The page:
It seems that horses either load easily or they don’t. I’ve had horses that climb the walls, paw, kick or pull back in the trailer. I usually try and find out ahead of time if a horse hauls well before loading them into my trailer. Another thing to be aware of is your insurance coverage when hauling someone else’s horse. Be sure you know ahead of time what your insurance policies covers. I make it a habit to just haul my own horses. Eliminates hard feelings and liability issues. Some things that contribute to horses that don’t load are:
It takes far more time to undo a horse’s bad experience in the horse trailer then it is to take the time to train them to load and unload. You also want to keep yourself safe when loading or unloading your horse.
Loading your horse into a straight load.
Train your horse to self-load. There are several good videos out there on loading horses. Drive them into the trailer, rather than leading them in. Even if there’s an escape door it’s just safer to teach them to load themselves.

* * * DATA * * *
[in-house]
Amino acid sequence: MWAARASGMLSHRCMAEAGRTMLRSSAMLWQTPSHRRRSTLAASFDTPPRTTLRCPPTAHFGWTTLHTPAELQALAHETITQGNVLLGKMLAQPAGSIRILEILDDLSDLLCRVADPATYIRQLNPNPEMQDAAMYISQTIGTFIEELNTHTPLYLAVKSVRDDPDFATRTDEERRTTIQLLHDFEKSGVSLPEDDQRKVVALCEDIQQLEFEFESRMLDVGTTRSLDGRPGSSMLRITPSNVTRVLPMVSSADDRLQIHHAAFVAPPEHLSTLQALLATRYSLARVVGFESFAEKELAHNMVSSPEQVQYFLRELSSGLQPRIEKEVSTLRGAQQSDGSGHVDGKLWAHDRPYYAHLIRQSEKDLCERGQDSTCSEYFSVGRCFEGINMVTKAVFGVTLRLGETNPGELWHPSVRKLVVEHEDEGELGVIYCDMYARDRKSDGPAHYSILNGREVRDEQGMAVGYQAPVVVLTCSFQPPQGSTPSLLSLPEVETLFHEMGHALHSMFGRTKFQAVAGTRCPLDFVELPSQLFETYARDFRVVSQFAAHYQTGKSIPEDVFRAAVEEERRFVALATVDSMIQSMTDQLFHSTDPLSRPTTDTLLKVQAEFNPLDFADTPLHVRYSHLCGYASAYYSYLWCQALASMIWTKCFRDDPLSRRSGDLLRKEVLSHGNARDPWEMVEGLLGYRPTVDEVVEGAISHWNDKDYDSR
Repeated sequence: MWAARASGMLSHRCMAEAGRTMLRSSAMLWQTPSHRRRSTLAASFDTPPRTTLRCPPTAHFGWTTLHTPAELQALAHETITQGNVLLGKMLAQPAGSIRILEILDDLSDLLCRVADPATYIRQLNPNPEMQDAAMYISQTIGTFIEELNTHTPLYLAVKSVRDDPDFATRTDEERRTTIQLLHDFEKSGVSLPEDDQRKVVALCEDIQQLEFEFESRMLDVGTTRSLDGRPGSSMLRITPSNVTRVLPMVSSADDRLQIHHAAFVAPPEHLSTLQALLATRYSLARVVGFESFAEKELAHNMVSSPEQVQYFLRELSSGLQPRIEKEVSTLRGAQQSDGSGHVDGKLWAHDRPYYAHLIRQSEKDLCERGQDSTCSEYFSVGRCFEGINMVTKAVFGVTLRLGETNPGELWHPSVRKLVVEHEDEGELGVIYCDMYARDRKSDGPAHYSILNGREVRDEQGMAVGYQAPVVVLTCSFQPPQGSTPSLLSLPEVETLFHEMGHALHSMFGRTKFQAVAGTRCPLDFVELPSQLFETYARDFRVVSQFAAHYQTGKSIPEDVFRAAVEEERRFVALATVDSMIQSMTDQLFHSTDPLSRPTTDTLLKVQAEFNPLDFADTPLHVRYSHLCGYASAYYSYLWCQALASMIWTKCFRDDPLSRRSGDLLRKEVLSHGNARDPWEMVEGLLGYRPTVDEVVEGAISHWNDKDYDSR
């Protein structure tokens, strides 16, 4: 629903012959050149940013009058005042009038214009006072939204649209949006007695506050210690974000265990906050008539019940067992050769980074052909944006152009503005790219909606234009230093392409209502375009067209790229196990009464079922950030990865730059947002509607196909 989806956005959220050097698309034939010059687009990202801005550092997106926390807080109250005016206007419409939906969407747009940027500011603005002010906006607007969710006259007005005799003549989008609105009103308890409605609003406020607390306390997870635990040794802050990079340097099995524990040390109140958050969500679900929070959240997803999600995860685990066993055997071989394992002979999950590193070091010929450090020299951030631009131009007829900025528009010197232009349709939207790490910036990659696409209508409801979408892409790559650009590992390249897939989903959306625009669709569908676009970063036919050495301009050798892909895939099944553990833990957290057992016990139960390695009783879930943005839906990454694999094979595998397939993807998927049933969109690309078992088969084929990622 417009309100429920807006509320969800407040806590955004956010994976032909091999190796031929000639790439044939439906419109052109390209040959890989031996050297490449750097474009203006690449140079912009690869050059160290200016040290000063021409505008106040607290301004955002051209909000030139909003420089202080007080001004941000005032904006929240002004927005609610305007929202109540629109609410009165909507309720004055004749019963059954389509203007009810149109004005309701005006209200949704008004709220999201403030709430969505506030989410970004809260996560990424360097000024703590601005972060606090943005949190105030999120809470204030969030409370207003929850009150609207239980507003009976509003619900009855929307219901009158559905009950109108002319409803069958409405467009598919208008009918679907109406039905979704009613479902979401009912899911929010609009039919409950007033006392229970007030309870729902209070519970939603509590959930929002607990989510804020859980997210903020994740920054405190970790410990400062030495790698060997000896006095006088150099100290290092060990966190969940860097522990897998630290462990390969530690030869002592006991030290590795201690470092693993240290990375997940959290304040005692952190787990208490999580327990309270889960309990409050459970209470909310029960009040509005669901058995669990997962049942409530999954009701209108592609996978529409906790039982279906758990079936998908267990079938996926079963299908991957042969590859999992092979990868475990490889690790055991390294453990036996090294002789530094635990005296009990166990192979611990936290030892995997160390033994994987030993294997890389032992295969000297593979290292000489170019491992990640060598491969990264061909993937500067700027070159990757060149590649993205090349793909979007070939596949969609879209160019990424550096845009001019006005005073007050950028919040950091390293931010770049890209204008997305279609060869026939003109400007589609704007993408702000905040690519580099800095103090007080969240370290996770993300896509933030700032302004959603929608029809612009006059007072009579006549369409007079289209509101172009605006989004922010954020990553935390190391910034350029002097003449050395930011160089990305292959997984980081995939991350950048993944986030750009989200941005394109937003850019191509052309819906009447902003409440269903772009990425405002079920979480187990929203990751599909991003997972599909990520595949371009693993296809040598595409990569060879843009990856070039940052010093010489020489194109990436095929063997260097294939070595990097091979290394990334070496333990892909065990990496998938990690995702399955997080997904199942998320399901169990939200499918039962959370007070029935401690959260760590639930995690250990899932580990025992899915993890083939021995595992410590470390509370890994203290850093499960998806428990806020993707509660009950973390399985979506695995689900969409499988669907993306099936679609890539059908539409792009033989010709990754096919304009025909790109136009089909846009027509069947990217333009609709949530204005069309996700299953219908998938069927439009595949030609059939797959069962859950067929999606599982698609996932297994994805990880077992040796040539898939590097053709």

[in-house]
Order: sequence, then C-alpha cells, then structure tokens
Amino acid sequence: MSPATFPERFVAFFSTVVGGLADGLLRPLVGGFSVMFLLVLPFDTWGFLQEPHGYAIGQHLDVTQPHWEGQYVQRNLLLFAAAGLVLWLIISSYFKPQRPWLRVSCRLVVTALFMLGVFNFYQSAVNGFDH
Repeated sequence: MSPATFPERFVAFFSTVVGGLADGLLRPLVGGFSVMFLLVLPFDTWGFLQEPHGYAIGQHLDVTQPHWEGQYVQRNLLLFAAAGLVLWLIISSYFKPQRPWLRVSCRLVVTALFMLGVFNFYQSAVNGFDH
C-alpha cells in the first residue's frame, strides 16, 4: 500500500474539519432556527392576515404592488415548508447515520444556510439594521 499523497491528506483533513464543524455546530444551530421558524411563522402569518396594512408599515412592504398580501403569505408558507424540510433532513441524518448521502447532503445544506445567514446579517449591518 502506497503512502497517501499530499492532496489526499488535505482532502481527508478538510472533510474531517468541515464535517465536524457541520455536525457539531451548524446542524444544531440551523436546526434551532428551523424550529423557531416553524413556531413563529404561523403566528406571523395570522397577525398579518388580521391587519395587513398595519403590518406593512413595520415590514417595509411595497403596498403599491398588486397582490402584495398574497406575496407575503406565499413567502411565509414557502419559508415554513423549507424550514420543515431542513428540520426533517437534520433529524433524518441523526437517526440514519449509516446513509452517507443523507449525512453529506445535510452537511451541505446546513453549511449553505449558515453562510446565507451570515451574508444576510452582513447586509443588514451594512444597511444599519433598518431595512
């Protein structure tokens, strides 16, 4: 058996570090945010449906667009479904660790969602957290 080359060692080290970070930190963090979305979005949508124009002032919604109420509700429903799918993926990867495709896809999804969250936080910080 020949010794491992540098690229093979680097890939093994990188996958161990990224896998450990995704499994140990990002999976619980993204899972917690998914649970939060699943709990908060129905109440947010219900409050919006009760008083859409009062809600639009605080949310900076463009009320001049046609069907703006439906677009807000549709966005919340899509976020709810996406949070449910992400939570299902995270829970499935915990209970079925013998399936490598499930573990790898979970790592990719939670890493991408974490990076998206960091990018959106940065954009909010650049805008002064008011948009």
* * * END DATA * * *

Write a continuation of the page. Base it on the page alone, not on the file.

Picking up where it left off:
Unloading from a straight haul: Always undo the snap or untie the lead rope before going to the back of the trailer to open. After opening the door, ask the horse to back quietly out of the trailer. If they don’t want to back out, go back to the front window and push them back using the lead rope. You can also run a lead line between their front legs and gently ask them to back.
Loading your horse into an angle haul:
I always am sure I’m well to their left side allowing them room to jump in if necessary. I secure the tie quickly, close the divider, shut the rear door, and exit the trailer. If they’re hesitant to load, give them a minute to look at the floor, assess the situation. If they still refuse, try and drive them in by lunging.
Unloading from a Slant Load Trailer: You can do it one of two ways, but I don’t recommend leading them out. I always ask them to back out after untying them. Horses can try and turn too quickly when leading them out causing injury to the person leading them out.
Above all, keep your truck and trailer maintained. Being broke down at the side of the road with horses is not fun, nor safe. Good luck, have fun, and enjoy the ride!
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